First look: (A tiny, 3D-printed part of the) Ford Mustang Shelby GT500
Ford’s next big Mustang, the Shelby GT500, is getting ready to take the auto show stage ... which means the automaker is also figuring out how to manufacture and build it. To help make that process easier, Ford reached into its bag of relatively new tricks and will use 3D-printed -- also known as additive-manufactured -- parts on the upcoming Mustang.
Well, we should say part, and you’re looking at it in the picture above. Obviously not a high-stress piece, this 3D-printed bracket is part of the GT500’s brake system, and it looks like it won't do much more than hold a hose in the right place. That might not sound impressive, especially when paired with a relatively low-volume model of Mustang, but Ford’s venture into 3D-printed production won’t stop here.
Ford plans to also use 3D-printed plastics to help ease the plight of aging cars, too. Not only can Ford use its bevy of 3D printers to manufacture new, complex brake parts, it can also manufacture replacement parts for existing cars. This will reduce the need to tool up aging molds when its warehouse stock runs short.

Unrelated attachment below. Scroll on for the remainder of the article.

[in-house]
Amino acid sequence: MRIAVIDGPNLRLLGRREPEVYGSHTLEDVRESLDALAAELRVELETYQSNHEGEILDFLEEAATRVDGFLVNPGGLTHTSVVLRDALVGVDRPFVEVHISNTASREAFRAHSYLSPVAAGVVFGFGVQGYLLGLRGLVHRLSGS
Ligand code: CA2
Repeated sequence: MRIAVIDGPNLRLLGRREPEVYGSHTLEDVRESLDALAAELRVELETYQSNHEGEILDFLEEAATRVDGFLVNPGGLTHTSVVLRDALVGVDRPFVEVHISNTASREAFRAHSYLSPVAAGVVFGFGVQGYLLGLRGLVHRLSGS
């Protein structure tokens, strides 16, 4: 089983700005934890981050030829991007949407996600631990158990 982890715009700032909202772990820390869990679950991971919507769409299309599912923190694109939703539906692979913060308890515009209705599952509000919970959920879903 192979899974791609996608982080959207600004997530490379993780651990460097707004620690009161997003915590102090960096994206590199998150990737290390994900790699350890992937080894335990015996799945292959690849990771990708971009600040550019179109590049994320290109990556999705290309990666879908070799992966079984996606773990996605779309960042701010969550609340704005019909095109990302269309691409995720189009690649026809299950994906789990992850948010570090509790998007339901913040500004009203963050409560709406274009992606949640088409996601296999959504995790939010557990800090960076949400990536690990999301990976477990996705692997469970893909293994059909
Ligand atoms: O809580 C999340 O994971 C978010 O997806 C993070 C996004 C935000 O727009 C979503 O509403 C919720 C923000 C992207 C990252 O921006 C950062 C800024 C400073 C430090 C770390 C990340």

Of course, Ford’s branching out into places besides additive engineering to make the manufacturing process easier and cheaper. Ford has moved into the virtual world to help develop workstations for factories, or production lines, that aren’t yet up and running with the help of HTC Vive headsets and virtual reality software. Ford also can share ideas with engineers halfway across the globe with Microsoft HaloLens AR headsets.
This small piece of the Shelby GT500 might not seem like more than a chunk of plastic when you’re servicing the brakes on your future Mustang, but it’s an important part of the next wave of manufacturing that should only make cars better. We'll see the rest of the Shelby GT500 soon -- the Detroit auto show is just around the corner.